9. Stage III would amount to an Egyptian blockade of our forces. The Egyptian Government would no doubt pretend that our position in Egypt was illegal and would attempt to persuade us by such measures as the withdrawal of labour supplies and port facilities and restriction of movement in and out of the Canal Zone to withdraw. They might refuse the passage of ships through the Canal. We naturally hope that this stage will be averted but if it is forced upon us we should have to take counter-blockade measures. The nature of these would naturally depend on the particular steps which the Egyptian Government took on their side. It would almost certainly be necessary to reinforce our troops in the Canal Zone and might eventually be necessary to take complete control there. In the worst case Egyptian troops might have to be removed by force if necessary. We might also have to take certain additional measures to ensure the passage of shipping through the Canal.

10. As I have said we trust that we shall not be faced with Stage III. If it should however be forced on us we shall face it and see it through and I hope not alone. Our Military Advisers are completely confident of our ability to hold and maintain ourselves in the Canal Zone. Much as we should regret the necessity of using force we would not shrink from our responsibilities if the situation demanded it. I am confident that in this course we should have the full moral support of the United States and the other countries to whom as well as to us the freedom of the Middle East region is a vital interest. The consequences of a withdrawal which to us is unthinkable whether from the military, political or moral point of view would be so disastrous not only for this country but for the Western Allies as a whole as to leave us all no alternative but to stand firm together. Indeed if we were to withdraw the whole world would say that Britain had lost not to Egypt but to her Allies.

11. None of the counter measures envisaged under Stage III has yet been authorised. It may be some time before the need for this arises. On the other hand it might arise at any moment and without [Page 401] warning. In giving such authority His Majesty’s Government would naturally do their utmost to consult the other Governments principally concerned in organising Middle East Defence.

12. Should matters come to this pass there would of course be no hope of organising the Middle East Command on the lines agreed and in our view we should be obliged to proceed without Egypt. Indeed that hope would be shattered much sooner if the Egyptian Government definitely reject the agreed proposals. But in either case it would seem all the more urgent to press on with the Command arrangements and we would be strongly in favour of agreeing at least upon the appointment of a Supreme Allied Commander and we would place British forces in the Canal Zone under his command as contemplated in the agreed proposals. In view of Egypt’s non-cooperation the Allied Headquarters would no doubt have to be set up outside Egypt, His Majesty’s Government for their part would agree to the establishment of the headquarters in Cyprus.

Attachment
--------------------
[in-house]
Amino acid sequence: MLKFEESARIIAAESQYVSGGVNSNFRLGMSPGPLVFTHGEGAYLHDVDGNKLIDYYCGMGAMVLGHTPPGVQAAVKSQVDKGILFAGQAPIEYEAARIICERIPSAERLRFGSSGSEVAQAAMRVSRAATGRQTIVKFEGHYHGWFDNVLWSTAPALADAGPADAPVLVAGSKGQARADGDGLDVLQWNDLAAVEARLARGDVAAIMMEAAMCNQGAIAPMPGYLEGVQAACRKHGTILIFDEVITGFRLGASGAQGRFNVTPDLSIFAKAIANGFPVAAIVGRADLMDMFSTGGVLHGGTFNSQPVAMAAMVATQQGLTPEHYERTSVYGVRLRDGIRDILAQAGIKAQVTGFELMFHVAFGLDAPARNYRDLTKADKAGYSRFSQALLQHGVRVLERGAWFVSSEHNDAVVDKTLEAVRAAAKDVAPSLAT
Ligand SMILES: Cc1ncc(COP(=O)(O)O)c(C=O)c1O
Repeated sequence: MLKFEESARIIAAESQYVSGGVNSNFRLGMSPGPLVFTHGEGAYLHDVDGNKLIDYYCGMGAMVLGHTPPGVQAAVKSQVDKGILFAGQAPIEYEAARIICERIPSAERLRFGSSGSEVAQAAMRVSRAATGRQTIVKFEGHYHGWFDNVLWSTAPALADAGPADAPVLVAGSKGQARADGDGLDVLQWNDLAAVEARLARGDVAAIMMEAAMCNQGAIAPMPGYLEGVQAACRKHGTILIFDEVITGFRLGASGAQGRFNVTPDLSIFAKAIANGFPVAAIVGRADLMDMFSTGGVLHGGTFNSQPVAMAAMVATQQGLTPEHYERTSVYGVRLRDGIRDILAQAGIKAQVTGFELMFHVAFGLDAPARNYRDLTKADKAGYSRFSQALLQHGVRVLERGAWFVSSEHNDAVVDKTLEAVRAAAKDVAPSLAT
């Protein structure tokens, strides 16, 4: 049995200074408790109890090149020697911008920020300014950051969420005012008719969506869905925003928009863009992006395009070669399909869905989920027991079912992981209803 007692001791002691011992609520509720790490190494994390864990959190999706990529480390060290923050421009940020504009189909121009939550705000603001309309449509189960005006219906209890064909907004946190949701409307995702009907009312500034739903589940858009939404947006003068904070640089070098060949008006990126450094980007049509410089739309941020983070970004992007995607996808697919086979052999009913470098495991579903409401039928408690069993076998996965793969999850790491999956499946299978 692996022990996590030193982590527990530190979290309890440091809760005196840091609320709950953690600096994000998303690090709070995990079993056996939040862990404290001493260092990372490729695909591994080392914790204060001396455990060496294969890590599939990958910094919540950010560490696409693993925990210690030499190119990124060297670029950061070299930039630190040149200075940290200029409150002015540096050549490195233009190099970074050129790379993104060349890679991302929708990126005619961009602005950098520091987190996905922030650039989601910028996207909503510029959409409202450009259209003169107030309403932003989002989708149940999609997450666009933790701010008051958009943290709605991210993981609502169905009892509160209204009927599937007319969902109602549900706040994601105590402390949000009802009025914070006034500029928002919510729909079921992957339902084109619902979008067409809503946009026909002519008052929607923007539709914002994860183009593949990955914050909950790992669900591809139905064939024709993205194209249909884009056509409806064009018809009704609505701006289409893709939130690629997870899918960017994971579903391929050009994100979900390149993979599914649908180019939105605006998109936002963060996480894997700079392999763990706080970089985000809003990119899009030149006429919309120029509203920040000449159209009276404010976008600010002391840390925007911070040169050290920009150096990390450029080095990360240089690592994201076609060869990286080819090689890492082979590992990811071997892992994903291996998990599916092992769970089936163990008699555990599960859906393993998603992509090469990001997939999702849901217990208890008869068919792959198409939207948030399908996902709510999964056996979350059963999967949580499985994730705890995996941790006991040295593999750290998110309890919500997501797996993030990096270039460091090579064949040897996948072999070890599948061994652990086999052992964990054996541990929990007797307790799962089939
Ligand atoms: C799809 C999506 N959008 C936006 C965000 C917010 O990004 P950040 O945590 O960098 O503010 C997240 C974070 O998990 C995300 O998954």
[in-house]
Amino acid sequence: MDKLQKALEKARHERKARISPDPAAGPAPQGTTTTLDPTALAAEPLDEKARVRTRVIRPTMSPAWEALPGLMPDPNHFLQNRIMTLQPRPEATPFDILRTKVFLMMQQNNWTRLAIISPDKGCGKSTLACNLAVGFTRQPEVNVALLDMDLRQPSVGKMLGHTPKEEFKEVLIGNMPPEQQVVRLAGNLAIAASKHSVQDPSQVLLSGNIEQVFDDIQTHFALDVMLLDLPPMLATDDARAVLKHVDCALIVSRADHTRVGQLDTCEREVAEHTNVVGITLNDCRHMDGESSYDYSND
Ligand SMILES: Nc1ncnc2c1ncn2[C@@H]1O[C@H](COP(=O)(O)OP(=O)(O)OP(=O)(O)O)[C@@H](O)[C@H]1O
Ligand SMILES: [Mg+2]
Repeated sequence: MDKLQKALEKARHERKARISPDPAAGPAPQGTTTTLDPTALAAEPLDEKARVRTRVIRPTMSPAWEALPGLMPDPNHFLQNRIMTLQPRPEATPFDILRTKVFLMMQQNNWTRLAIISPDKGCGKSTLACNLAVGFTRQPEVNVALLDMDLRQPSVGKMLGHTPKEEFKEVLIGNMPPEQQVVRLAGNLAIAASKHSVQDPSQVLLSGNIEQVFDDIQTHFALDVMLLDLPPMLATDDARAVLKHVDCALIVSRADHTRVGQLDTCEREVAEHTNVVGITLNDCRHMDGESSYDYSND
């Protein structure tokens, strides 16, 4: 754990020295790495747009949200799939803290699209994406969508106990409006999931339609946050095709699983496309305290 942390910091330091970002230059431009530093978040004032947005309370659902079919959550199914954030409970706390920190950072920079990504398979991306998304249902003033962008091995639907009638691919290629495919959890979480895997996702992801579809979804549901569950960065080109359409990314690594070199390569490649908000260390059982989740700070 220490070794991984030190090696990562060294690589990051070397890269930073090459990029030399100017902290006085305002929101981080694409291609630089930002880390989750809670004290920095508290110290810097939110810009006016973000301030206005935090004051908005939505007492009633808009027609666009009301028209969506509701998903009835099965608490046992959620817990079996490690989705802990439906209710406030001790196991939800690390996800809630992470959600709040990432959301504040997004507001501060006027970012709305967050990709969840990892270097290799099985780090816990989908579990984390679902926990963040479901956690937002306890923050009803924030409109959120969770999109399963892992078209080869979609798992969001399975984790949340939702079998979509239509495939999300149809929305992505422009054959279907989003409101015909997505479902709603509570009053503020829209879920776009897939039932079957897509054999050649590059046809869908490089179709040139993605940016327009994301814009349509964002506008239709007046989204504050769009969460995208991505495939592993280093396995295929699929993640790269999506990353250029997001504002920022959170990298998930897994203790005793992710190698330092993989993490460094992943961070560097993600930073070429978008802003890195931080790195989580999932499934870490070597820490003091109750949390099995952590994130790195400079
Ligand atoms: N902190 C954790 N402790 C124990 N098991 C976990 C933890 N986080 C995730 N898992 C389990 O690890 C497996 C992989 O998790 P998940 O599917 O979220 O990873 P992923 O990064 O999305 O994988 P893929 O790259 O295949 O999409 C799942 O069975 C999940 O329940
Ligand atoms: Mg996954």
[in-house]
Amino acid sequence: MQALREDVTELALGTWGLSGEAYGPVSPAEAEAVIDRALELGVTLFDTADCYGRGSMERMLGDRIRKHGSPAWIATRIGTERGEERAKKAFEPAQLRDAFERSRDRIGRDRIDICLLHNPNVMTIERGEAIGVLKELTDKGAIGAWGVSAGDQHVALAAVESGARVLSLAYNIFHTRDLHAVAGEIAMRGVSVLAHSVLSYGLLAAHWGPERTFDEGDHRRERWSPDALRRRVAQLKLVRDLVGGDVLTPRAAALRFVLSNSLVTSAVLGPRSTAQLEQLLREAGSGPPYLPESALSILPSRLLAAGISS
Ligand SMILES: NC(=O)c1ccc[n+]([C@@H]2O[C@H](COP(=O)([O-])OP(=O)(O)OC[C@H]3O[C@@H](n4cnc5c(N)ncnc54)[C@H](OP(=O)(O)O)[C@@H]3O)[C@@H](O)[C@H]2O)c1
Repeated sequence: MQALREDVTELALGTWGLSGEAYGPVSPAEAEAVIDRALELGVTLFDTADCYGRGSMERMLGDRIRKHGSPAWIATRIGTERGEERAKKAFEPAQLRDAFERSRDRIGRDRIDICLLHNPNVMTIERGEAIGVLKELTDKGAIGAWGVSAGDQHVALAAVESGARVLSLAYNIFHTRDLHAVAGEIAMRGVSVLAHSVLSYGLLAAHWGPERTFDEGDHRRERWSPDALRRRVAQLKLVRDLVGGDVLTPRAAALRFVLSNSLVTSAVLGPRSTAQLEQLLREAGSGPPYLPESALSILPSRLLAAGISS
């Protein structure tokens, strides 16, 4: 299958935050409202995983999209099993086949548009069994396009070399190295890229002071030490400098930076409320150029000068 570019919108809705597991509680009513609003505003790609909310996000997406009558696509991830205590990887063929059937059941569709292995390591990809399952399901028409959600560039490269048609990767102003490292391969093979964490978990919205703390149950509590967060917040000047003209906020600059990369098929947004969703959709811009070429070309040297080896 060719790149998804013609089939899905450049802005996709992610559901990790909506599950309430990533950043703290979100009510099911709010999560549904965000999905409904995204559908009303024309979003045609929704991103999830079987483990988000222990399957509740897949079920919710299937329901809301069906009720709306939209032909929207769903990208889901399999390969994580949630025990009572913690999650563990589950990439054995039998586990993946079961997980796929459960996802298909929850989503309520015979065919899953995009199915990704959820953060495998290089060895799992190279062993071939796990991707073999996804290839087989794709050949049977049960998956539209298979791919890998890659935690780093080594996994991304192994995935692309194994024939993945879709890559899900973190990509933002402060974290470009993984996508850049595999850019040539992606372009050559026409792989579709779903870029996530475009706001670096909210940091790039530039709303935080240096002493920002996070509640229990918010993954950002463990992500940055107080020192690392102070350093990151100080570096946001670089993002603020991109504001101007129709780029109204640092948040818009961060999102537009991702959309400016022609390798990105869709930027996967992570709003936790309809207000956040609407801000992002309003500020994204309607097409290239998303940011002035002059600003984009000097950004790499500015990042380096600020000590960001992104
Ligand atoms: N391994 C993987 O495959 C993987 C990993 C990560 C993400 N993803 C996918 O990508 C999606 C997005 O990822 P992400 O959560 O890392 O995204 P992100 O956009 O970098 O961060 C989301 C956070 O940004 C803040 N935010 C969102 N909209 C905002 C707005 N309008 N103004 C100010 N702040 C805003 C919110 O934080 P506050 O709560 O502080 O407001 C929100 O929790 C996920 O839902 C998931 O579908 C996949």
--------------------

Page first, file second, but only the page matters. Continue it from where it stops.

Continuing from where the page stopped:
13. It might be contended that the existence of a base in Egypt is a cardinal feature of the Allied Middle East Command organization and that if Egypt will not participate there can be no Allied base there. I hope that there will be no thought of listening to such an argument. The plain fact will be that the British as I have said intend to hold the Egyptian base. If the Egyptians agree to participate in the Middle East Command well and good and the base would become an Allied base. But if there is no agreement with Egypt we still intend to hold the base so that it may be available for use by the Allies. And it is in this sense that I think we may regard ourselves as agents acting on behalf of the free world when we say that we intend to stay in Egypt at whatever cost and ask for the support and encouragement of the United States Government in our stand.

14. There is one more point. The Turkish attitude I am sure will be profoundly affected by British and American intentions regarding Egypt. The first thing the Turks will want to know is what we are going to do in Egypt and by our answer they will judge whether it is safe for them to come into a Middle East Command. In fact in response to the most urgent representations from Field Marshal Slim who is in Ankara with General Bradley and General Lecheres we have authorized him to assure the Turks that our policy is to stand our ground in Egypt. We shall be explaining our policy to the French and Turkish Governments and appropriate Commonwealth Governments but I wanted to have your reaction first and hope to hear from you urgently.

  1. A notation on the source text reads: “Recd from Mr. Greenhill 10/12/51 10:30 p. m. Wells Stabler.”
  2. See editorial note, supra.
  3. Regarding the visit of Generals Bradley and Lecheres and Field Marshal Slim to Ankara, October 13–14, see the editorial note, p. 211.
  4. See footnote 2, p. 396.
  5. Ante, p. 372.
  6. For documentation on the September 10 AchesonMorrison talks, see vol. iii, pt. 1, pp. 1163 ff.